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Stop infringing and counterfeit goods at the border 2012

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Trademark and copyright piracy (i.e., the production and sale of counterfeit merchandise) is a multi-billion dollar global industry. According to US government reports, pirated and counterfeit products cost US companies up to $250 billion annually and are directly responsible for the loss of 750,000 US jobs. US law provides a number of remedies to owners of intellectual property (IP) such as trademarks, copyrights, trade names and patents.

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Stop infringing and counterfeit goods at the border 2012

  1. 1. Stop Trademark and Copyright Infringing and Counterfeit Goods at the U.S.BorderJ.F. (Jim) Chester, JD/LL.MTrademark and copyright piracy (i.e., the production and sale of counterfeit merchandise) is a multi-billiondollar global industry. According to US government reports, pirated and counterfeit products cost UScompanies up to $250 billion annually and are directly responsible for the loss of 750,000 US jobs.US law provides a number of remedies to owners of intellectual property (IP) such as trademarks,copyrights, trade names and patents. Unfortunately, US IP rights generally dont mean much outside theUS. Even when a foreign country recognizes US IP rights, enforcement is nowhere near as predictable oreffective as enforcement of IP rights in the US. As such, US IP owners are often out of luck whenattempting to protect their IP in foreign countries. However, once counterfeit products land at an Americanport or border crossing, US IP owners can enlist the help of US Customs & Border Protection (CBP) to stopimports of counterfeit goods from entering the US market. 1Register Your IP with the USThe first step is to register the copyright or trademark with the US Copyright Office or US Patent &Trademark Office (USPTO). Trade names can also be recorded with CBP, but are not registered at thefederal level. 2Record Your IP Registration with CBPOnce the trademarks or copyrights are registered, IP owners can record the registration with CBP via arelatively simple recordation process, plus a recordation fee of $190 per copyright or trademark class ofgoods or services.In October 2005, CBP initiated the Intellectual Property Rights e-Recordation (IPRR) system. Thissystem allows IP owners to electronically file recordation applications, thus significantly reducing theamount of time normally required to process paper applications. However, IPRR can only be used forregistered copyrights and trademarks, not trade names. Trade names can be recorded via writtenfilings to CBP.Allow CBP to do its job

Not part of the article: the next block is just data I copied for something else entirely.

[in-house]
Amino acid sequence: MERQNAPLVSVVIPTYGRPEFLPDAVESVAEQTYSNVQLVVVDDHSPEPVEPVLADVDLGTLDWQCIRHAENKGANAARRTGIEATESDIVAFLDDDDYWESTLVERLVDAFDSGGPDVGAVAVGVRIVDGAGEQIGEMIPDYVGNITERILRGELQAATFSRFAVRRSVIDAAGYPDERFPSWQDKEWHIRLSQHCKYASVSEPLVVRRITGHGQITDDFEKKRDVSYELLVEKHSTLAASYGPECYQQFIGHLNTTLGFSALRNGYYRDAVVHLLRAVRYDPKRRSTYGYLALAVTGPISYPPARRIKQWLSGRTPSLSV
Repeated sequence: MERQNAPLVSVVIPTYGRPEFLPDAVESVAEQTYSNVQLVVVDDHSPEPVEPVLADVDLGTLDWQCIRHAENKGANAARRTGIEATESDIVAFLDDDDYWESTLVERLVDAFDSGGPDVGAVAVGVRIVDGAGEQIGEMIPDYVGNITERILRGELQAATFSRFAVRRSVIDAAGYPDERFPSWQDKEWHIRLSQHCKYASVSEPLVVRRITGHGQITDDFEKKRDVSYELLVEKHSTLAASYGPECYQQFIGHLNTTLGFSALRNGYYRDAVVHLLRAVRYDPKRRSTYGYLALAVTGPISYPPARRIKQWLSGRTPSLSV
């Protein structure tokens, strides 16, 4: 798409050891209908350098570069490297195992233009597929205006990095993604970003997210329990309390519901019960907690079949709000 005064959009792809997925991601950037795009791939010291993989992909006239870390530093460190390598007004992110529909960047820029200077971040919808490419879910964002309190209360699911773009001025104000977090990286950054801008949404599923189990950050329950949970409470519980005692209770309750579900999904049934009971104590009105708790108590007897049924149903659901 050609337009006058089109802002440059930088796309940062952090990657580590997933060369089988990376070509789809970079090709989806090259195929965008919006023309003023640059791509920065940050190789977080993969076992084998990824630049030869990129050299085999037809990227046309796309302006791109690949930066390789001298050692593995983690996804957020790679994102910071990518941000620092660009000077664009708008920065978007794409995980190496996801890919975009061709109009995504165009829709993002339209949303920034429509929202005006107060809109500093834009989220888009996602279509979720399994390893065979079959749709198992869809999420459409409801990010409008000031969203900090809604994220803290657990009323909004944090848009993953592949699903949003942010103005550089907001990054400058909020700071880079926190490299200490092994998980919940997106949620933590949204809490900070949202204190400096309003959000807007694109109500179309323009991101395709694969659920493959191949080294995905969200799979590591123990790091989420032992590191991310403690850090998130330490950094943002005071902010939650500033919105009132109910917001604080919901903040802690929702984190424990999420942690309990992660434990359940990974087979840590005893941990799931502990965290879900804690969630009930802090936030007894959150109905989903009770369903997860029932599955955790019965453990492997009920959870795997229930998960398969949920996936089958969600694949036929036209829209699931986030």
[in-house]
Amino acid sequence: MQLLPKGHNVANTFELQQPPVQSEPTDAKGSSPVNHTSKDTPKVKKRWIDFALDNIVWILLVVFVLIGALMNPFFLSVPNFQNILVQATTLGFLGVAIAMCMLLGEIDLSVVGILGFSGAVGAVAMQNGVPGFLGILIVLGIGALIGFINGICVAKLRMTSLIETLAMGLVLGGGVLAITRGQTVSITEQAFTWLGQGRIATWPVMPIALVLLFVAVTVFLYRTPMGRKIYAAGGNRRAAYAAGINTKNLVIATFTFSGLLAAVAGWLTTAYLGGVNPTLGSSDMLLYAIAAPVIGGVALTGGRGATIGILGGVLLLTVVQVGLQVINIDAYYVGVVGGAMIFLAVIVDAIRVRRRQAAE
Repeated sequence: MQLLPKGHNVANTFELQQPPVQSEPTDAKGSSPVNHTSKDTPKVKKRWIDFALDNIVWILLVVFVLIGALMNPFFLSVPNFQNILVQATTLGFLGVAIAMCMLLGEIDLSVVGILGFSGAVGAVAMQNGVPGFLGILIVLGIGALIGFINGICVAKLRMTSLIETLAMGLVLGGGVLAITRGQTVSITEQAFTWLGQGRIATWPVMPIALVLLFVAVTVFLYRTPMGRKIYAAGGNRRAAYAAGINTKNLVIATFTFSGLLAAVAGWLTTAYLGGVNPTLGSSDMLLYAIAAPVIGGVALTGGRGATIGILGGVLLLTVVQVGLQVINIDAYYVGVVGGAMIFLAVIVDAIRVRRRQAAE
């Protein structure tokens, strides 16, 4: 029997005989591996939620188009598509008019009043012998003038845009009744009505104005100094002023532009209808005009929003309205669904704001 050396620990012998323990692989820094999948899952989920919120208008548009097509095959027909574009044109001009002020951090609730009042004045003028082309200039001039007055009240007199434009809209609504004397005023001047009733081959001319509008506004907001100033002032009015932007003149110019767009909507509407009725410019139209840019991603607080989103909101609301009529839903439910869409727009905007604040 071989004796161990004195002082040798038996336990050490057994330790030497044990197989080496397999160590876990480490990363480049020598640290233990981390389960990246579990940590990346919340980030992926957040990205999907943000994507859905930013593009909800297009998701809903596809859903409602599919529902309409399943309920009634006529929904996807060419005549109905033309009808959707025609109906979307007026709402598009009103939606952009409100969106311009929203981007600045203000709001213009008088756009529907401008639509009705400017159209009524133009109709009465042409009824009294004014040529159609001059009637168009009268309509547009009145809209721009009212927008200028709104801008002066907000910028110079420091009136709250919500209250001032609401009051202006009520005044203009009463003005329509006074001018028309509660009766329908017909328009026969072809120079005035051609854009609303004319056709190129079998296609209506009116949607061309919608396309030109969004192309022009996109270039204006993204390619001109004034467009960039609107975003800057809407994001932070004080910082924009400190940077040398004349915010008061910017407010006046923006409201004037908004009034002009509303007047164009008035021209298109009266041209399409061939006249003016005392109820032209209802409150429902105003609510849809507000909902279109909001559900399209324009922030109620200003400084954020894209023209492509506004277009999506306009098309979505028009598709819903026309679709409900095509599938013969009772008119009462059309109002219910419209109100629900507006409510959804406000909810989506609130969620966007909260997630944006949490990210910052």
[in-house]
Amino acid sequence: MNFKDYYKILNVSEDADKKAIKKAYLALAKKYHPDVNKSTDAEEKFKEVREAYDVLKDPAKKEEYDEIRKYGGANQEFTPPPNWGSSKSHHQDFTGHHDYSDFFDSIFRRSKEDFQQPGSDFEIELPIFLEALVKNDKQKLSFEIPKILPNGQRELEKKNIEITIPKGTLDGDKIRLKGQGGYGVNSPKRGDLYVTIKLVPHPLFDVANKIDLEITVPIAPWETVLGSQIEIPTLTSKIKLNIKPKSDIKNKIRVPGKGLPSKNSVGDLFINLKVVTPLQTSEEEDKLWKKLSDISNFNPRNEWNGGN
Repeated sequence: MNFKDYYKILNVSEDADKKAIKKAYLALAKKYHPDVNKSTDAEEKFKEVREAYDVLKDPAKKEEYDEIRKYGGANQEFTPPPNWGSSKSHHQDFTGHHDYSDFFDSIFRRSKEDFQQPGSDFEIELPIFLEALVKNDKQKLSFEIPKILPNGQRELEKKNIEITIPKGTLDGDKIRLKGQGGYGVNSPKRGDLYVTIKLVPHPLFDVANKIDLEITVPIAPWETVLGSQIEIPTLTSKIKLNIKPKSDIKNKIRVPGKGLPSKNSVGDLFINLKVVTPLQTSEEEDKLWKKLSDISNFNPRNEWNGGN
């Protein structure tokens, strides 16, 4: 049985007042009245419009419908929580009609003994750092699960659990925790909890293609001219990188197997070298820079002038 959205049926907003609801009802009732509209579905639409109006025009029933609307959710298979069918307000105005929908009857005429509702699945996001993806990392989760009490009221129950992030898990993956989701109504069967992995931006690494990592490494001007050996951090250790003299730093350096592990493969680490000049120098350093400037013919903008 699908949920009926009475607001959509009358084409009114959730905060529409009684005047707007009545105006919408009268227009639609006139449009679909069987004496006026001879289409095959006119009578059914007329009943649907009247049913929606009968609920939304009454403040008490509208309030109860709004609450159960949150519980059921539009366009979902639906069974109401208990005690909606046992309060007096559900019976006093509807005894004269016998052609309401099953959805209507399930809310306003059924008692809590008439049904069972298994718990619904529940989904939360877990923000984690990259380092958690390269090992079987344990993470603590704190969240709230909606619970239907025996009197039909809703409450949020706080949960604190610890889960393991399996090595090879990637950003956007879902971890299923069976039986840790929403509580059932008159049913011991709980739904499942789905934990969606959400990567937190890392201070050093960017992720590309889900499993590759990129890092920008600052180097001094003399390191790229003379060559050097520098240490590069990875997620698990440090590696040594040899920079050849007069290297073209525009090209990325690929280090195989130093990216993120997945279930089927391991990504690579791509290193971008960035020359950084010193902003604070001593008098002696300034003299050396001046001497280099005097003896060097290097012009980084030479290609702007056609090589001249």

2. 2. Once recorded, CBP will keep an eye out for any imports of products which appear to contain recordedcopyrights, trademarks or trade names to spot any counterfeit or pirated goods.If counterfeit products are spotted by CBP, CBP will detain the goods and send the IP owner a letterinforming them of the attempted importation of counterfeit goods. If the IP owner does not agree to allow thecounterfeit goods to be released, they may be seized, forfeited and destroyed, and the importer can besubject to substantial fines. Moreover, the IP owner will have detailed information about who was involved inthe importation so they can pursue legal action against all the parties involved in the counterfeit operation.Note: US patents cannot be protected using these procedures. To stop imports of products that infringe on aUS patent, patent owners can petition the International Trade Commission (ITC) to initiate Section 337exclusion proceedings against imported products that infringe on their patent rights.Keywords: counterfeit, pirated, goods, import, international, trade, border, customs,customs & border protection, CBP, United States Patent Trademark Office, USPTO,trademark, trade dress, copyright, patent, seize, infringe, infringement, intellectualproperty, IP, record, registered, register, 337, ITC, international trade commission, tradenames, U.S., US, United States, America.

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